From then on, Estonia was an internationally recognised state with a sovereign foreign policy, which was exercised through pursuing active foreign relations, building up the Ministry of Foreign Affairs and establishing embassies. By 1940, Estonia had 11 embassies, a mission at the League of Nations in Geneva, a consulate general in New York, and nearly 160 consular missions. However, in 1940, this process was disrupted violently – the Republic of Estonia was occupied and annexed illegally by the Soviet Union in June 1940.

It is crucial to note that the Estonian foreign service was the only state institution to continue operating in the free world – through foreign representations in London and New York, which carried on working. Thanks to the policy of non-recognition of the occupation of the Baltic States upheld by the United States, the United Kingdom and other states, the continuity of Estonian statehood was preserved between 1940 and 1991 by Estonian diplomats who had remained in the West, and a government in exile began operating.



Removal of the Lenin statue in front of the building of the Central Committee of the Estonian Communist Party on 23 August 1991. The Ministry of Foreign Affairs moved into the building shown in the background at the end of 1991 and remains there to this day.




The Singing Revolution of 1988 in Estonia and other Baltic States brought widespread international support, and taking advantage of the wave of change, Estonia was able to restore its independence in 1991 as a successor state to the Republic of Estonia founded in 1918. This was the start of the so-called second coming – obtaining recognition for the restored Republic of Estonia, (re)establishing diplomatic relations, rebuilding the Ministry of Foreign Affairs and the network of embassies.




In 1918, Estonia joined European and global diplomacy and in hindsight, it can be noted that it was a success. In his book Saadiku saatus, Eero Medijainen notes that, “… establishing the Foreign Ministry and embassies was one of the greatest achievements of Estonia before 1940”.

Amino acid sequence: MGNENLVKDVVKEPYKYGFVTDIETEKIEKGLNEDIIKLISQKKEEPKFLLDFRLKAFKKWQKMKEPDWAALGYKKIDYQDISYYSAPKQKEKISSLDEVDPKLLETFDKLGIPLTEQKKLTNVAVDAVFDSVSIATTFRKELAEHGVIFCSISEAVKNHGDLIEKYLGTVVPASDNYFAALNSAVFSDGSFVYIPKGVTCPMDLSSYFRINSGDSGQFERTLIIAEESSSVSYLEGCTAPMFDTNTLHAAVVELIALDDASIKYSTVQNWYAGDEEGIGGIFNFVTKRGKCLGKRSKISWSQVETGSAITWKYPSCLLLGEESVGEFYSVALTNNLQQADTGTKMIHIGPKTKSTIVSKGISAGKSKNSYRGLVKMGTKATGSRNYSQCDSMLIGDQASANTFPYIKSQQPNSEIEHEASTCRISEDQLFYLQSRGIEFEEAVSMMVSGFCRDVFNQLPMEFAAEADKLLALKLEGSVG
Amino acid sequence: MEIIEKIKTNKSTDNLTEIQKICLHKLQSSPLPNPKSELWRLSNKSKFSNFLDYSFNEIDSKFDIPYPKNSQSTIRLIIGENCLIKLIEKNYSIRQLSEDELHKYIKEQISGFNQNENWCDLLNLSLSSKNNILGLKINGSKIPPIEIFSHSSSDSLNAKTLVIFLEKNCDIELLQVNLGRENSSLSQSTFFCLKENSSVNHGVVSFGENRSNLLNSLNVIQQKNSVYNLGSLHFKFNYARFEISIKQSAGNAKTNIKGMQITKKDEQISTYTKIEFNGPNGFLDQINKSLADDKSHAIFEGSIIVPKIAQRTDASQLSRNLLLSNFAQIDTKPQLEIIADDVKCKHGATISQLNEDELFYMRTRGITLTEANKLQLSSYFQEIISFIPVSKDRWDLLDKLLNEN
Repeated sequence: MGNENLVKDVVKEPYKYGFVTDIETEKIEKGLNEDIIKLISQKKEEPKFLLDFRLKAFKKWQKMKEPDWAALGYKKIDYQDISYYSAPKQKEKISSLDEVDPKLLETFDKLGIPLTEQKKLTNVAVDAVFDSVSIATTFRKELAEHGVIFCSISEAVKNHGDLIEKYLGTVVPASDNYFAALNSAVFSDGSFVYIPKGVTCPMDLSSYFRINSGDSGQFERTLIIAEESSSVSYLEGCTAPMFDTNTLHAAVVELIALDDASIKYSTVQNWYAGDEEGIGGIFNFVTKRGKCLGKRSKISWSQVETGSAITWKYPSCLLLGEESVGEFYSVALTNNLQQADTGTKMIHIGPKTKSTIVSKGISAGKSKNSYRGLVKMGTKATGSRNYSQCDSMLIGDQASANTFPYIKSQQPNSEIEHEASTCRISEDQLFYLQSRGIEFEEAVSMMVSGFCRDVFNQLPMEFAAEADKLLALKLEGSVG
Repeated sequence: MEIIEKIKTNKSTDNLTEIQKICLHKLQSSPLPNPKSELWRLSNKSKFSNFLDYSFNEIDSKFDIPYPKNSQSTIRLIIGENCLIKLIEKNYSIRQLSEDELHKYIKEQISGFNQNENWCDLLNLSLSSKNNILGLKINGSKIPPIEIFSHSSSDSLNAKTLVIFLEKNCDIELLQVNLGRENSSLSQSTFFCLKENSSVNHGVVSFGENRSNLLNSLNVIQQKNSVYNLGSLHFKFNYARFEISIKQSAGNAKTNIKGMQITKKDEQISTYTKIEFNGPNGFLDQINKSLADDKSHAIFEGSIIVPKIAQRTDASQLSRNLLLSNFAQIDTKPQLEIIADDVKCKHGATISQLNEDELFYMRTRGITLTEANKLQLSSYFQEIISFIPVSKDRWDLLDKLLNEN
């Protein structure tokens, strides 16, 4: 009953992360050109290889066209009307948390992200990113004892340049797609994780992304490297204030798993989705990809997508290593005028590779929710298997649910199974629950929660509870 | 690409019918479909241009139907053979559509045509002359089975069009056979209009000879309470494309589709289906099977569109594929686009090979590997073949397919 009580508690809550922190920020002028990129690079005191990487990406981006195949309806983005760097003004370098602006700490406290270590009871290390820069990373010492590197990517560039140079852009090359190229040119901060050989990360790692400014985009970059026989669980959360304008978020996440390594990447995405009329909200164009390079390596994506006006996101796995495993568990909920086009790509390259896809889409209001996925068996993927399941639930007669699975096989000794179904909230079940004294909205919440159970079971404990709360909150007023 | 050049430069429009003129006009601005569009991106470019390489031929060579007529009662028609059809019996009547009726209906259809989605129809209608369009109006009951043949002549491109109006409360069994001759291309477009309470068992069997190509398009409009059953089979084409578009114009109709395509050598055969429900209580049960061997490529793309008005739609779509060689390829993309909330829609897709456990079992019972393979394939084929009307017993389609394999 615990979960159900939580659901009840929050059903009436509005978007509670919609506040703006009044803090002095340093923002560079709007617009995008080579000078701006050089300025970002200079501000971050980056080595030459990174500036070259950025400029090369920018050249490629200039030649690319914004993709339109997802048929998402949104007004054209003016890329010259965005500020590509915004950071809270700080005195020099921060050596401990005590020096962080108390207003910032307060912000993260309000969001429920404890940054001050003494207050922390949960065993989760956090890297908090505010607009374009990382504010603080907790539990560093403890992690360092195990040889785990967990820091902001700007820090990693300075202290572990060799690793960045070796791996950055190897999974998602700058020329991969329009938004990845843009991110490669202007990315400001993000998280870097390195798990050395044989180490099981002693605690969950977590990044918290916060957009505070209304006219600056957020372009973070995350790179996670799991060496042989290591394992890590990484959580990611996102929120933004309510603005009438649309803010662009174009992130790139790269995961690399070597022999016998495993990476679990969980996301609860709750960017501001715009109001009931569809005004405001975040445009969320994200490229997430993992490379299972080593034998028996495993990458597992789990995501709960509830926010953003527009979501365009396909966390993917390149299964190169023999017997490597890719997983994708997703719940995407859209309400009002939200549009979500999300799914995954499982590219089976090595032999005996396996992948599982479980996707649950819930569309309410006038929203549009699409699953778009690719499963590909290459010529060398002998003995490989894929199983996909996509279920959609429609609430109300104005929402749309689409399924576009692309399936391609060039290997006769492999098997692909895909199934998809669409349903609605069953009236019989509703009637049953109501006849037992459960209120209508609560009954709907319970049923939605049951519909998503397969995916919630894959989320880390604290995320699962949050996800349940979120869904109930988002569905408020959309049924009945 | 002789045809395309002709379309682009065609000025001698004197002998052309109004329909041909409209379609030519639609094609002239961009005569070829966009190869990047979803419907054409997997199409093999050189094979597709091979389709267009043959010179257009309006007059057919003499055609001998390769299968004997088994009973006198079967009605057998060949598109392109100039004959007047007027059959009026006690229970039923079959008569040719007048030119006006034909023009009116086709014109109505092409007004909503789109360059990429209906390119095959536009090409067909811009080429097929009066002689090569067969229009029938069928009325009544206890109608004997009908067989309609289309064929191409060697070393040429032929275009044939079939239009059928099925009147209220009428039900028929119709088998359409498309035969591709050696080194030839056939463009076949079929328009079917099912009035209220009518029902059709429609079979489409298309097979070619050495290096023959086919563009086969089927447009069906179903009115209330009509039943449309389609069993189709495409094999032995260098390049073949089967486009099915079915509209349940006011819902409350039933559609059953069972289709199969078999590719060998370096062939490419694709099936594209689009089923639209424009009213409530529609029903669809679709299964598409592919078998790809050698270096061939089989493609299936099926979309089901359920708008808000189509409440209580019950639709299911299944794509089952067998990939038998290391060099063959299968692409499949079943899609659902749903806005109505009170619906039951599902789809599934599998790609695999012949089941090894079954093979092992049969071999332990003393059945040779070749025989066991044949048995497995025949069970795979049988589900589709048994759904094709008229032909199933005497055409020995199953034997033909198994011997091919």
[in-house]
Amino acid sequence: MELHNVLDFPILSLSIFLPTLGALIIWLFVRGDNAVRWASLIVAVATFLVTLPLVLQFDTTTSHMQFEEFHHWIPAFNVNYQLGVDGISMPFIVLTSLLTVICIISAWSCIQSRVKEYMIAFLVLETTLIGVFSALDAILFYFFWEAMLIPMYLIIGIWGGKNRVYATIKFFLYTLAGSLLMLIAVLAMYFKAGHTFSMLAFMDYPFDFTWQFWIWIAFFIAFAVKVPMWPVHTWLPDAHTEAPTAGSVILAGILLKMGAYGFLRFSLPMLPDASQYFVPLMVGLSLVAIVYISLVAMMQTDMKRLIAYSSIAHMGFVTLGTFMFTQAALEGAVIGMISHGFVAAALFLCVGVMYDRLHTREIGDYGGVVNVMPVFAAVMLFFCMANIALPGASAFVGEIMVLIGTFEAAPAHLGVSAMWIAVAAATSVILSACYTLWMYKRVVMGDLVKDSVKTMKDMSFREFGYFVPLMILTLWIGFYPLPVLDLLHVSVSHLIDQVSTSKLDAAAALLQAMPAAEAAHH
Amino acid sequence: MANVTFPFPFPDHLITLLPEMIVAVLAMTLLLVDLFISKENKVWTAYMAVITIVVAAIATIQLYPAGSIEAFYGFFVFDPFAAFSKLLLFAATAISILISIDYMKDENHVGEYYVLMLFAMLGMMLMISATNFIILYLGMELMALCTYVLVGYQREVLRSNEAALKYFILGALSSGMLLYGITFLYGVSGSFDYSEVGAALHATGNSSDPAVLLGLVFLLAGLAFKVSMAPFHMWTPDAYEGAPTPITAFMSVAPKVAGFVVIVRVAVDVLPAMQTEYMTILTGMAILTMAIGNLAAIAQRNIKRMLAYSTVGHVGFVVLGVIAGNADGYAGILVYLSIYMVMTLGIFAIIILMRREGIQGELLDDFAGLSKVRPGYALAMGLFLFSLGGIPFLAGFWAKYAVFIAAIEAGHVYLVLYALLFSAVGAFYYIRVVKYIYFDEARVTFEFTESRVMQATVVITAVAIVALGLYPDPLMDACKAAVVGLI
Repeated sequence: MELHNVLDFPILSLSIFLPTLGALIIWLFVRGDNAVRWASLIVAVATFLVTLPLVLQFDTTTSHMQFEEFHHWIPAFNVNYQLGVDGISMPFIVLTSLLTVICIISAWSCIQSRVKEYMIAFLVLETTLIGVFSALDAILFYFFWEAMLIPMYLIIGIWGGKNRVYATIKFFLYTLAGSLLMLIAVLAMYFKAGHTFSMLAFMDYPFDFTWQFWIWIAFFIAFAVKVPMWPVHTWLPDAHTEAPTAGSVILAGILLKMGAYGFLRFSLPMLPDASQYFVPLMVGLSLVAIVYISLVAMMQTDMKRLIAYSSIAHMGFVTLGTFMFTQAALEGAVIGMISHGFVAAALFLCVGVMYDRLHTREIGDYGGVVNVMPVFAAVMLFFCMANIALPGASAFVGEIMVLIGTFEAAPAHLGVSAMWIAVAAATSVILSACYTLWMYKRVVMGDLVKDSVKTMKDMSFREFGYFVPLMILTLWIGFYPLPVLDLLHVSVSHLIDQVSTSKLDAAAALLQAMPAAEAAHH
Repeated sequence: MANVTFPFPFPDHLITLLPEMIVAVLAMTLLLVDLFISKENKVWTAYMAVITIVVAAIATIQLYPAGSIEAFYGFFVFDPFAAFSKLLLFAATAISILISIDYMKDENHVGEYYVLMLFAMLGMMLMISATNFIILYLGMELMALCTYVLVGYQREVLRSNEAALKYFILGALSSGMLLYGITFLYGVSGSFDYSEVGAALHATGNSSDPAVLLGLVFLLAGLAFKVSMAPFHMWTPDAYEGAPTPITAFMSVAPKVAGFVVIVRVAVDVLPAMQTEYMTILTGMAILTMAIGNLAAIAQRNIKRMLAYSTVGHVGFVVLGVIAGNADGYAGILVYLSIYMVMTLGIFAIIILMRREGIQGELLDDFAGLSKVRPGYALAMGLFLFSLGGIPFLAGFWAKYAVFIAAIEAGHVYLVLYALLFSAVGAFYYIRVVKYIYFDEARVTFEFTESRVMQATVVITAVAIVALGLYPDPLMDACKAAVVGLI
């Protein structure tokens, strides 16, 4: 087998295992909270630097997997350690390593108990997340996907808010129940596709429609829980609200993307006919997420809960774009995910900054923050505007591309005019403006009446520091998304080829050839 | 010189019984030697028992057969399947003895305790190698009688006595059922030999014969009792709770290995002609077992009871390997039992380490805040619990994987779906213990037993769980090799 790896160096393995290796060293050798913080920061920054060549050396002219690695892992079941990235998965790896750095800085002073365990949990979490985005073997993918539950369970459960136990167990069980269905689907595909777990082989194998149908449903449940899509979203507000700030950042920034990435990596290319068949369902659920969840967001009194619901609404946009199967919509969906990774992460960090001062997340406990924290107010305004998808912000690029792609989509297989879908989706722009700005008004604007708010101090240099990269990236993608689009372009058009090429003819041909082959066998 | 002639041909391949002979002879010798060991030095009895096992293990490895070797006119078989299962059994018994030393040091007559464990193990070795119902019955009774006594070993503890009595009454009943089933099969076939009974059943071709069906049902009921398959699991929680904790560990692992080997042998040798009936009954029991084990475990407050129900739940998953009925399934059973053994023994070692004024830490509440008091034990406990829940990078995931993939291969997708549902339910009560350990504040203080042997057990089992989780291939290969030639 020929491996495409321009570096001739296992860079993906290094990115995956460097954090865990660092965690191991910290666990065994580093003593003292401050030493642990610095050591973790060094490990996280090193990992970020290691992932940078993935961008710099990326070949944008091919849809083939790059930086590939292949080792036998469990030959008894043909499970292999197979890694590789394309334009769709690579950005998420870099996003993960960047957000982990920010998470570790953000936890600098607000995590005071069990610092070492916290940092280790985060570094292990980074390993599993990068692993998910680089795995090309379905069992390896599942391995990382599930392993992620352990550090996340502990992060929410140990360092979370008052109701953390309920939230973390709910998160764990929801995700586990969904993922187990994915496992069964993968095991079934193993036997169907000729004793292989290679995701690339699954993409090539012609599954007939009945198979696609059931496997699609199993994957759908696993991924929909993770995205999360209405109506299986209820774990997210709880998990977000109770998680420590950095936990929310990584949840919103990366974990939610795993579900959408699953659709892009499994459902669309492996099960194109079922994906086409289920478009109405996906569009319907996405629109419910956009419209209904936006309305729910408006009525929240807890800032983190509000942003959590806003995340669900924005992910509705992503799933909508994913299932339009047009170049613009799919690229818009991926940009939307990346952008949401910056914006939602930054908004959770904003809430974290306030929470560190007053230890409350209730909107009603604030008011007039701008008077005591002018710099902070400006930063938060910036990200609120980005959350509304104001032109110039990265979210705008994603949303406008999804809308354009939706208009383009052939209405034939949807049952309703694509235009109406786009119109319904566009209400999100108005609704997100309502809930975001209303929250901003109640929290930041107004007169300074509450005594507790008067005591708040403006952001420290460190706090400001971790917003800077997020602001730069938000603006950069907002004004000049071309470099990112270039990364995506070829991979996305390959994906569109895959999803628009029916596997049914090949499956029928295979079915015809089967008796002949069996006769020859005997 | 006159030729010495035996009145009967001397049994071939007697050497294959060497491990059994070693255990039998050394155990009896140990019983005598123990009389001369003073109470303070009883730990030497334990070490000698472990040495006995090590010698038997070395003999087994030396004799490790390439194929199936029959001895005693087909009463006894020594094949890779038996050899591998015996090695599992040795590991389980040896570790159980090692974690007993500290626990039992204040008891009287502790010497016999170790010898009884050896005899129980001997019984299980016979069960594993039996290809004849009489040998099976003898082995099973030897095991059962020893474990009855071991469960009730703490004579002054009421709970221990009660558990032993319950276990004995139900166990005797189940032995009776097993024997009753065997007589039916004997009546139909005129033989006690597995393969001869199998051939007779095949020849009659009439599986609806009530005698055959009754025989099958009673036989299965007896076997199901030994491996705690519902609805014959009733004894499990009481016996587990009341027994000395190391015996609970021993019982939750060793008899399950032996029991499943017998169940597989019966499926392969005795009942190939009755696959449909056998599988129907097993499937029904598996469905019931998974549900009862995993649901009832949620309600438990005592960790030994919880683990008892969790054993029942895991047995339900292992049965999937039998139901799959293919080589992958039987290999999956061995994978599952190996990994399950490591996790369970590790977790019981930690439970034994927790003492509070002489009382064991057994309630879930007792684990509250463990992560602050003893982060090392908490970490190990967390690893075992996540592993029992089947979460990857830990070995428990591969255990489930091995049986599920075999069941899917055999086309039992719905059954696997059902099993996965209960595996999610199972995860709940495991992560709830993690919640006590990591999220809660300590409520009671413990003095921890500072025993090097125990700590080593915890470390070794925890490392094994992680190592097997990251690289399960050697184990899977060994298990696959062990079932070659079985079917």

Just as the history of Estonian diplomacy began in 1917 before the Republic of Estonia was declared, the first Estonian foreign missions were established in 1918 and 1919 before the Republic of Estonia had been recognised de jure and formal diplomatic relations with these countries had been established.

The same scenario was repeated in 1990, when Lennart Meri, immediately after becoming the Foreign Minister of the Estonian SSR, began founding Estonia’s cultural and information points, which became the predecessors of the embassies of the Republic of Estonia that had by then become independent.

It is important to underline that the Foreign Ministry continued to operate as the only state institution between 1940 and 1991 through Estonian diplomats who had remained in the West, thus preserving the continuity of the Republic of Estonia. For example, Ernst Jaakson was in the Estonian diplomatic service for 79 consecutive years and worked at the Estonian representation in the United States from 1929 to 1998 – this way, he was also able to serve the restored Republic of Estonia. Lennart Meri was also a son of a diplomat and had lived in Berlin and Paris with his family before the Second World War.


By now, the Republic of Estonia has established diplomatic relations with 193 states. Estonia has a total of 47 foreign representations: 36 embassies, 3 consulates general (and one consular service in Pskov) and 7 permanent missions to international organisations. Additionally, nearly 200 honorary consuls are upholding the interests of the Estonian state and people in regions where Estonia has no official representation.


Used materials:

  • Eero Medijainen. Saadiku saatus.- Tallinn 1997
  • Eesti välisteenistus. Biograafiline leksikon 1918-1991.- Tallinn 2006
  • Ants Piip. Tormine aasta : ülevaade Eesti välispoliitika esiajast 1917.-1918. aastal dokumentides ja mälestusis.- Stockholm 1966
  • Teine tulemine : taasiseseisvunud Eesti välisesindused.- Tallinn 2003
  • Teine tulemine 2: Välisministeeriumi taasloomise lugu. – Tallinn 2008
Last updated: 29 June 2020